Frankland Mount is a large house which was built between 1911 and 1912 on a parcel of land within a field forming part of Burnt House Farm. The house still stands, in its own grounds, and is enclosed and almost hidden from view by the surrounding housing of Frankland Drive, Newlands Avenue and Mount Close.
Although information is very sparse, it would appear that the house was commissioned by a Herbert Frankland Storey who moved into the property after his marriage to a Barbara Stobbs of Bank Top Farm, Holywell in December 1912. The house is reputed to have been modelled on an identical dwelling in Saskatchewan, Canada, where relatives of the couple had lived during the late 1800s.
In 1923, the Storeys left Frankland Mount and moved south to live in a farm in the New Forest. The house and grounds were subsequently sold and from 1928 to 1930 they are recorded as being in the possession of a Mr. W.S. Rolls, an insurance manager.
By 1936 Frankland Mount was in the possession of a Mr E. Couzens, a butcher, followed in 1938 by a Mr. W. Nixon, dairyman – possibly accounting for the outbuildings at the rear of the house, which appear to have been tiled out and converted for use as a small dairy. There is also some evidence of stables with overhead hay lofts.
Eventually, the property came into the possession of a William Wilson Rawes, and later to Oliver Wilson Rawes, who was the Mayor of Whitley Bay from 1968 to 1969. Oliver Rawes was also a prominent local businessman who ran auction rooms and an antique shop on Park View and Whitley Road for many years. By the 1960s, Frankland Mount had fallen into a state of disrepair, and was later sold following his death.
In July 2002 the substantial property was sold for £308,000 and the new owners have since carried out extensive repairs, renovations and modernisation work.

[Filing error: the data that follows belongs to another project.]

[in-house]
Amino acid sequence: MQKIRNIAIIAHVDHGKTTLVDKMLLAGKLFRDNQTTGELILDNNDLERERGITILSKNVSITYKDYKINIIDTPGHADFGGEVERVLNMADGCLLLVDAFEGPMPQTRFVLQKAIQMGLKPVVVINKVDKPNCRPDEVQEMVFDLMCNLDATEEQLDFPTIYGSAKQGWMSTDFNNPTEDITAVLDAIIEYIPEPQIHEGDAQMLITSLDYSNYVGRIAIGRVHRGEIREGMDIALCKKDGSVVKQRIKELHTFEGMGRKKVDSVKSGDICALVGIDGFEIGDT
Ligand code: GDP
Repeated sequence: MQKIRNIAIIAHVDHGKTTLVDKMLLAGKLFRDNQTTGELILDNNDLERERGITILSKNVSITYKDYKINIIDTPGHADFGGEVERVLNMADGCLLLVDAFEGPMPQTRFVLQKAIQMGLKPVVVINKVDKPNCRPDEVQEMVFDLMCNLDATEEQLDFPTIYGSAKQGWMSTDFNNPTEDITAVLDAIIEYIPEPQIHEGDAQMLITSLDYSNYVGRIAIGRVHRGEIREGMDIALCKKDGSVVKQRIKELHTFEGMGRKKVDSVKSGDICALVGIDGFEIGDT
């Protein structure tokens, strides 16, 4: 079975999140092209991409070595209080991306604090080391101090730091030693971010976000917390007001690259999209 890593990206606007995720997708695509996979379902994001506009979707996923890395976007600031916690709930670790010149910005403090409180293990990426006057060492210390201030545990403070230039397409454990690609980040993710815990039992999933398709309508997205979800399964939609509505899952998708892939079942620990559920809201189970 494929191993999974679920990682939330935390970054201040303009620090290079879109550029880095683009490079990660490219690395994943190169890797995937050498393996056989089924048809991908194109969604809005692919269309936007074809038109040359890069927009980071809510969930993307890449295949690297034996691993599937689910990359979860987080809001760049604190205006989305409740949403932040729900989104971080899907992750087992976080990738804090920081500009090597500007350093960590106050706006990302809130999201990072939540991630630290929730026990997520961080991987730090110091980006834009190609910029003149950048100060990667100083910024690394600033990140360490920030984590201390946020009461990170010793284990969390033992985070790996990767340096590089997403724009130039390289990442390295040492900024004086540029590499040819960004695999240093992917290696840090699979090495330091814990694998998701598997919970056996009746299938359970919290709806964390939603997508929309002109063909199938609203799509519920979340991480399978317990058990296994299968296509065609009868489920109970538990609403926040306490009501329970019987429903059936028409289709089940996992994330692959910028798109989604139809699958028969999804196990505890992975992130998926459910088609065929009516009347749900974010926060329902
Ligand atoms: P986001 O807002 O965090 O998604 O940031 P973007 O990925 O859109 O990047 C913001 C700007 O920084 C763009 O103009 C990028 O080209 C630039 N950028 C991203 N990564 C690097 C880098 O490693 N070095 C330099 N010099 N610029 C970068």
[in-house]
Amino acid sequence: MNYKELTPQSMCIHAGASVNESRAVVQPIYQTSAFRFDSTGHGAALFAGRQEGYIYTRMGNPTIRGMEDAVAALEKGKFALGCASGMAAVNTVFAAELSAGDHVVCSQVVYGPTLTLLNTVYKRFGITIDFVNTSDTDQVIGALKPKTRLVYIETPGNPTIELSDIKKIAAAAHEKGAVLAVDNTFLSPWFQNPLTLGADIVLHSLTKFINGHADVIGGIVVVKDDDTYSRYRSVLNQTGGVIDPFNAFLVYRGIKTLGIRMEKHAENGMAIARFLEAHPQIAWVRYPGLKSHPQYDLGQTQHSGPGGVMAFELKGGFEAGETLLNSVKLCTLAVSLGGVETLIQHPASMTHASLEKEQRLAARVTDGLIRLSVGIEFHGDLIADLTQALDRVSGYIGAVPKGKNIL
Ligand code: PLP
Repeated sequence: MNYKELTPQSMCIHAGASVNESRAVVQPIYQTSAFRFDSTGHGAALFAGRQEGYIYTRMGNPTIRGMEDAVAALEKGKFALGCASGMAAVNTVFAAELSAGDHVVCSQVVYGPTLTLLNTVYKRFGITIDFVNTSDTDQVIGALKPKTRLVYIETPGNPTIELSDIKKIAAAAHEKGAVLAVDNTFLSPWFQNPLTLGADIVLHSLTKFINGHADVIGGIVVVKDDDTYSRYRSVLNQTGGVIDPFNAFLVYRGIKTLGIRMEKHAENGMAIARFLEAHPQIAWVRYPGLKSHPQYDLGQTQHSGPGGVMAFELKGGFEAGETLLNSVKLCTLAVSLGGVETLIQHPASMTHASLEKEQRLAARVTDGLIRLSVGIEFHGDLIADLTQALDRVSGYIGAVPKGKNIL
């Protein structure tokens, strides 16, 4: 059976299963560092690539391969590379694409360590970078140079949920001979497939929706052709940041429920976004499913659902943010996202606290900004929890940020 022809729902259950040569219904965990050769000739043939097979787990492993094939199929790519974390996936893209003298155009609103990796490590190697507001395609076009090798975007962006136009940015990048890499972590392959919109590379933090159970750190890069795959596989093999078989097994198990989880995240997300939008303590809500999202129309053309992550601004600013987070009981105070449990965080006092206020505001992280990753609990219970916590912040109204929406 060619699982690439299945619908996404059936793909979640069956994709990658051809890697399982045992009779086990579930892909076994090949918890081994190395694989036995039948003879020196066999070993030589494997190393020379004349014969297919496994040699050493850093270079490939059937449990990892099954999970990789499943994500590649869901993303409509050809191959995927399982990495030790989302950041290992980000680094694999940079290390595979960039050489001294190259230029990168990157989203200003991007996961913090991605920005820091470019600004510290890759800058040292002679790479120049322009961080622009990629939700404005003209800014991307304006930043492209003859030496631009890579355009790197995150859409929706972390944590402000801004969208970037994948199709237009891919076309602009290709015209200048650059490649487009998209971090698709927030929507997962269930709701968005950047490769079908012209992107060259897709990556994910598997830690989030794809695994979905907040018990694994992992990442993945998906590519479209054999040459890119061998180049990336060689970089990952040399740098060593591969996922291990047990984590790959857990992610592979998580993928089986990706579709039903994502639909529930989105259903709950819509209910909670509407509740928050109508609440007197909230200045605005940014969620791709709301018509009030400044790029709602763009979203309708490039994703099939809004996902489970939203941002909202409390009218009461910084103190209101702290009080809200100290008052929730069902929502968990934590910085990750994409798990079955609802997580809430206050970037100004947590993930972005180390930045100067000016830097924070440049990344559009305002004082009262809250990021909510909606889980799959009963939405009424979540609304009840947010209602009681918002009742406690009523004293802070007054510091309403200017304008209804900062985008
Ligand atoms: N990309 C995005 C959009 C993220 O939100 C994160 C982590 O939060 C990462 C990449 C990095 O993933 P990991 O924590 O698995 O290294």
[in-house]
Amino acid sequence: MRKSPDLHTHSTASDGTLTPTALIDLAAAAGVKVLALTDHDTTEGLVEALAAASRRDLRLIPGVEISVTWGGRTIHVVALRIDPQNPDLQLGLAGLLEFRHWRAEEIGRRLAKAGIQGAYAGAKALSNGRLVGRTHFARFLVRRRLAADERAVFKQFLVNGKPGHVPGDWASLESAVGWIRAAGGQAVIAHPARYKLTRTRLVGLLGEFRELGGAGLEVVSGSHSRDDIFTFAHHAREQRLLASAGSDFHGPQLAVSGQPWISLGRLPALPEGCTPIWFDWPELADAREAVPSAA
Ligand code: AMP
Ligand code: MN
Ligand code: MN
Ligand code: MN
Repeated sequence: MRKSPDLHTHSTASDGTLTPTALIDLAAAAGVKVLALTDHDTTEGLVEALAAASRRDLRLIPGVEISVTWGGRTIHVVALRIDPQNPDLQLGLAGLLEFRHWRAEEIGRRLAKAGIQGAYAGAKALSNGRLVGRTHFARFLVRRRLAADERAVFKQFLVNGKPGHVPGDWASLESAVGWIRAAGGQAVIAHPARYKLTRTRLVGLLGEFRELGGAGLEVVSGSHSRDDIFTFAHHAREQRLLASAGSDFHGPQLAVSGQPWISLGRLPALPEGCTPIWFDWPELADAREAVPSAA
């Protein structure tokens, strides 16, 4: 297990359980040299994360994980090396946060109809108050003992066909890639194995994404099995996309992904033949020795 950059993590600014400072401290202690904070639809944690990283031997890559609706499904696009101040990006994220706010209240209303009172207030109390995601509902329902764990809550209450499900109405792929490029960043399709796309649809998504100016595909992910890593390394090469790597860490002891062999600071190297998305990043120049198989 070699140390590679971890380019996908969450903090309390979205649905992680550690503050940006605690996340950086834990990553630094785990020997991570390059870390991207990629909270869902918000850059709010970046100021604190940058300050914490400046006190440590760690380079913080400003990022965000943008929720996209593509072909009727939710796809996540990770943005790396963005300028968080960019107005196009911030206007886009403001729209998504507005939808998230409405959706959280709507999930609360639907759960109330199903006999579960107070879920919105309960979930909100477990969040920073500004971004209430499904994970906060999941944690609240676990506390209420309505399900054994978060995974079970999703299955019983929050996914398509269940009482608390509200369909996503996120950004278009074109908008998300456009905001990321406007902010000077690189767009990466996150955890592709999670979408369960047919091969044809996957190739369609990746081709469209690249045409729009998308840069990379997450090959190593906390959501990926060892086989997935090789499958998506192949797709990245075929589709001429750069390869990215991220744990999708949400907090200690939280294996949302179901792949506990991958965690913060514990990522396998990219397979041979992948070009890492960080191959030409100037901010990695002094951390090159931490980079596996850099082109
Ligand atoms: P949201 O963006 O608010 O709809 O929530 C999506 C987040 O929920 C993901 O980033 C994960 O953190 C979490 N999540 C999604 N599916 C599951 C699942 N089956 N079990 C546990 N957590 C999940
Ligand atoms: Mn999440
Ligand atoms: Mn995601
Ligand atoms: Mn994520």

Access to Frankland Mount was originally gained via a field track running off Seatonville Road, the gateway of which is still evident by the presence of two stone pillars located between Nos. 55 and 57 Seatonville Road. It also allowed access to Burnt House Nursery Gardens, which were developed some years later.
The track led between what is now Athol Gardens and Chatsworth Gardens, eventually narrowing to a pathway which ran adjacent to the south east edge of what became Langley Playing Fields, ending at the boundary fence with Murton Steads Farm.
When the housing development of Newlands Avenue, Mount Close, and Frankland Drive was laid out in the early 1960s, the track was closed off between Seatonville Road and Newlands Avenue, and the land it occupied was incorporated into the rear gardens of both Athol Gardens and Chatsworth Gardens. Direct access to Frankland Mount was then altered to be via a private gated driveway running off Frankland Drive.
by Charlie Steel © 2014
Further reading for many of Charlie’s articles can be found in his books: ‘Monkseaton Village’ (Vol. 1 & 2), North Shields Public Houses, Inns & Taverns’ (Part 1 & 2) and ‘Tynemouth Remembered’ all published by Summerhill Books.